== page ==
Writer: Ruth Mitchell
Director: Derek Frood
Reviewer: Christy Ku
‘Baseball is a haunted game in which every player is measured against the ghosts of those who have gone before’. –Ken Burns, The History of Baseball
Inspired by her son’s obsession with baseball and the Los Angeles Dodgers, Ruth Mitchell creates a one woman show, telling her story of growing up with three generations of women in a Yorkshire household and chasing after dreams.
The writing is fantastic as she skilfully weaves her son’s ambitions, the theme of pursuing dreams and home, with stitches of baseball terminology. Baseball is the backbone to this show, but it’s included in a way that makes the show accessible even if you have little understanding of the sport. She fuses in the sport’s legacy; legendary moments in American sporting history, the impact the sports has had locally in the South West, telling the stories with such fascination that the audience is drawn in. A highlight is the skillful merging of sounds from a baseball game and the Normandy landings, creating a unique sonic experience.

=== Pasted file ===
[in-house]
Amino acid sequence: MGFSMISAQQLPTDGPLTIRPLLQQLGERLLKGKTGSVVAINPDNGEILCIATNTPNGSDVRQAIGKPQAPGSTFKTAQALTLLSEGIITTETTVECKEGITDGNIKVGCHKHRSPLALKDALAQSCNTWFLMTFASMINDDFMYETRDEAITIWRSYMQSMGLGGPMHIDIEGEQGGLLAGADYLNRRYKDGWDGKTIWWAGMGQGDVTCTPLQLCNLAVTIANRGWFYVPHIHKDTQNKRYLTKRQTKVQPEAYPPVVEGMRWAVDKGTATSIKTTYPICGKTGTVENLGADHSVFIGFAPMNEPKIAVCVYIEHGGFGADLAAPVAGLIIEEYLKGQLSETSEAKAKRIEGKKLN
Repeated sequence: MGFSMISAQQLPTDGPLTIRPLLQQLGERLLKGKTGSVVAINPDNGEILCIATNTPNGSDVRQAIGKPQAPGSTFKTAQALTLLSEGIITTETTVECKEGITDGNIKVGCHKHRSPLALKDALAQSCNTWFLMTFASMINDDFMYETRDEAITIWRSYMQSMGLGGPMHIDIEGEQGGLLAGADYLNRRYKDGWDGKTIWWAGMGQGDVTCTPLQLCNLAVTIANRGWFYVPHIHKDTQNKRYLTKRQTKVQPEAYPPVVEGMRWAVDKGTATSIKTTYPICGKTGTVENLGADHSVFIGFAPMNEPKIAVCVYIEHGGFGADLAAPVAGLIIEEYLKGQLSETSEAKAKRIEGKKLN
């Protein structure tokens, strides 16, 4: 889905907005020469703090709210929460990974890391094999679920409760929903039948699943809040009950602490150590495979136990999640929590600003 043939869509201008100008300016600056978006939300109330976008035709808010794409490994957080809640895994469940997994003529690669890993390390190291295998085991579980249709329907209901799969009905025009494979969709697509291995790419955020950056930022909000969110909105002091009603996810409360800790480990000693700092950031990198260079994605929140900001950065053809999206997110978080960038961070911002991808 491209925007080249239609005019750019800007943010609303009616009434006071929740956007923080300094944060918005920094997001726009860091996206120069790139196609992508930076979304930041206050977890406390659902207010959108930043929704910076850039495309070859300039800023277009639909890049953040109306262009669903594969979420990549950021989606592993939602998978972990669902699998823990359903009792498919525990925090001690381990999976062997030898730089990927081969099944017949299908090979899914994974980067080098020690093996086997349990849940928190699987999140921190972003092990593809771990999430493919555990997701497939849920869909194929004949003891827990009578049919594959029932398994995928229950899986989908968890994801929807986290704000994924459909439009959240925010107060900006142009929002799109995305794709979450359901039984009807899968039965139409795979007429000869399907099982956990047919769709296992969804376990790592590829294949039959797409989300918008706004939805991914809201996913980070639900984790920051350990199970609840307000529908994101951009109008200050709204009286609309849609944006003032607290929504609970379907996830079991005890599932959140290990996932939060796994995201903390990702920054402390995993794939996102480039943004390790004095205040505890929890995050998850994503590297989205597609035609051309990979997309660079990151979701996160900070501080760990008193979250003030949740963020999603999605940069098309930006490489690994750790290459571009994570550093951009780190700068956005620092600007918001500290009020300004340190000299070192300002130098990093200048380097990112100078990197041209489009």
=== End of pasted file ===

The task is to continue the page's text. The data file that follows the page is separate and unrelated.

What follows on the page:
Mitchell shares her family history, the generations drawn to the stage and performance; dance, acting and the performance of sport. The women in her family help and hinder each other’s dreams throughout their lifetimes, shaping the love and respect Mitchell has for her son’s hopes. It’s a big dream, but she treats it without mocking or scepticism. It’s heart-warming to see her take such interest in her son’s passion – if he’s reading this, be nice to your mother!
However, there’s a question that hangs over the show. What happens when you can’t achieve your dreams, when it is physically impossible? Mitchell’s grandmother was unable to become a ballet dancer due to a faulty heart and, as Mitchell admits, didn’t have a very exciting life. It’s clear that, despite her heart, she had spark and strength, ordering in champagne – on doctor’s orders, of course.
The love and pride Mitchell has for her family, especially her mother, is beautiful. Fantastically executed and deeply reflective, it’s a wonderful play that causes the audience to think back to their own past, family and dreams.
Runs until 10 Oct 2015 | Image: Contributed